Should a domain registrant’s name be listed publicly Yes. Should their address? No. Email address? No. But you could always put a system in place that means registrars are obliged to post an email address that they are able to immediately connect to the real person’s contact details - something like .(JavaScript must be enabled to view this email address).

The fact is that as soon as people start talking to one another in a calm and civil manner over this, the sooner ICANN can arrive at a real consensus and at that point, I suspect, ICANN’s decision will take precedence over this safeguard that the USG stuck in in the MoU (sorry, JPA) at this juncture.

Okay, now I’ll put on my tin helmet in preparation for the missiles thrown over the trenches.


Joseph Urban  –  Oct 12, 2006 3:44 PM

Wouldn’t this discussion/argument become more mature if we differentiated business whois information from personal/non-biz whois?  How could a business - which by its very nature intends to transact with other businesses or people as a public entity - not be required to have its domain ownership identity clearly defined and publicly accessible?  They do not and should not have the same privacy rights as individuals. 
I believe that until the person/business differentiation rises within the context of the arguments, there will always be an impasse.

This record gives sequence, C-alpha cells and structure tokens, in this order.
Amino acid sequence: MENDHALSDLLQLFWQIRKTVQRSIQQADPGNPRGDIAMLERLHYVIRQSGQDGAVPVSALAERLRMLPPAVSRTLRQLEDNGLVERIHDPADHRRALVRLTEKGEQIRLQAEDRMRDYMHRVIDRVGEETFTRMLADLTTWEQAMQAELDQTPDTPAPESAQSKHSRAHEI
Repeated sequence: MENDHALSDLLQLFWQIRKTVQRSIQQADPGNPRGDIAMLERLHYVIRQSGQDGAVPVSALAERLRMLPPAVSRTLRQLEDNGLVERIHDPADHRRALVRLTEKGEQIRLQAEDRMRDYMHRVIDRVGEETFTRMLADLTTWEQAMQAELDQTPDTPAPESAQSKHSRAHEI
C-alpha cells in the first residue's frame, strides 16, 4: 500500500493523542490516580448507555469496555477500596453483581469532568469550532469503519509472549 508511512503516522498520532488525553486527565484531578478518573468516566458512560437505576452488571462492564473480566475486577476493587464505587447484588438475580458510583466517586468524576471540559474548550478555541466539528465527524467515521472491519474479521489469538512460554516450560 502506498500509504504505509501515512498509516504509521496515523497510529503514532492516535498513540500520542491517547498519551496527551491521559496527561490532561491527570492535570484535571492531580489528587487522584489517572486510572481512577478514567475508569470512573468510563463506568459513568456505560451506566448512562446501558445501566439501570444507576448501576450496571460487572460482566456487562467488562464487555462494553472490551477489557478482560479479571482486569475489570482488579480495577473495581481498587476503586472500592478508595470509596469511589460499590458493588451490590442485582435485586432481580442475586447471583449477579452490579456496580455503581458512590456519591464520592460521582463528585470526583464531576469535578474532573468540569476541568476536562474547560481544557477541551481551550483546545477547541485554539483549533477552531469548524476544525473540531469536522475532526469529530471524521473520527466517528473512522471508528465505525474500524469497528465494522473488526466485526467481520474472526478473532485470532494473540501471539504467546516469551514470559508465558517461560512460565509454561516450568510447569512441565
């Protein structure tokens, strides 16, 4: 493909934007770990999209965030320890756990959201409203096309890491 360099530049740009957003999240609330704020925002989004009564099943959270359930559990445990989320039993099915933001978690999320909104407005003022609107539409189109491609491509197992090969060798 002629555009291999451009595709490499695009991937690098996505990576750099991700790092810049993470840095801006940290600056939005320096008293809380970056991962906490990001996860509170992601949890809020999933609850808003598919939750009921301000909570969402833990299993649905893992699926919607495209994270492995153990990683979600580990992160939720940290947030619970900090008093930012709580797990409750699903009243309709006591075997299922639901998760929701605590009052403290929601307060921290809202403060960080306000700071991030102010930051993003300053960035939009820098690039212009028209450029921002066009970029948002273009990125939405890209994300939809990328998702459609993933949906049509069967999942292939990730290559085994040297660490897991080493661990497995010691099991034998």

Christopher Parente  –  Oct 12, 2006 9:54 PM

No missles here—seems a very reasonable and persuasive post—is this the same guy who used to skewer all the assorted absurdities at various ICANN summits around the globe?

I really enjoyed that commentary.

Kieren McCarthy  –  Oct 12, 2006 11:21 PM

Re: splitting business and people.

No, there’s no need to split them. Why should there be? The splitting argument is just one of many that has caused this issue to go round and round.

What does splitting the two actually achieve in any real sense - apart from making the system several orders more complex in one fell swoop?

A business puts their details on their website. Almost no one goes to the Whois. This argument that consumers head to the Whois is rubbish. The majority of people have never even heard of a Whois, and those that have would probably not know how to find it.

Does insisting a business makes its full Whois public mean that the Whois is accurate? No. For that, every Whois record would need to be checked. And that is an absurd suggestion - especially in a free market economy.

Companies that are trustworthy will provide their full Whois and they will provide contact details on their website. Companies that are dodgy will not - and people will soon learn that. It’s like any other part of commerce. You can’t come up with a system to protect everyone all of the time because such a system would also destroy the very ability of companies to move fast and freely.

If a company *is* ripping people off, the authorities will have access to the Whois anyway.

Who exactly are these independent minded souls seeking out Whois information that is hidden elsewhere and using it to chase down companies? Where are they?

Commonsense says that they - if they exist at all - are a tiny, tiny minority of people. And so the bigger issue of sorting out the Whois question is hundreds of times more important.

Once an agreed system is in place, then the bugs can be ironed out. But this gnashing of teeth has failed for five years and unless people get off their hobby horses it will go on for another five unresolved.

Helmet back on.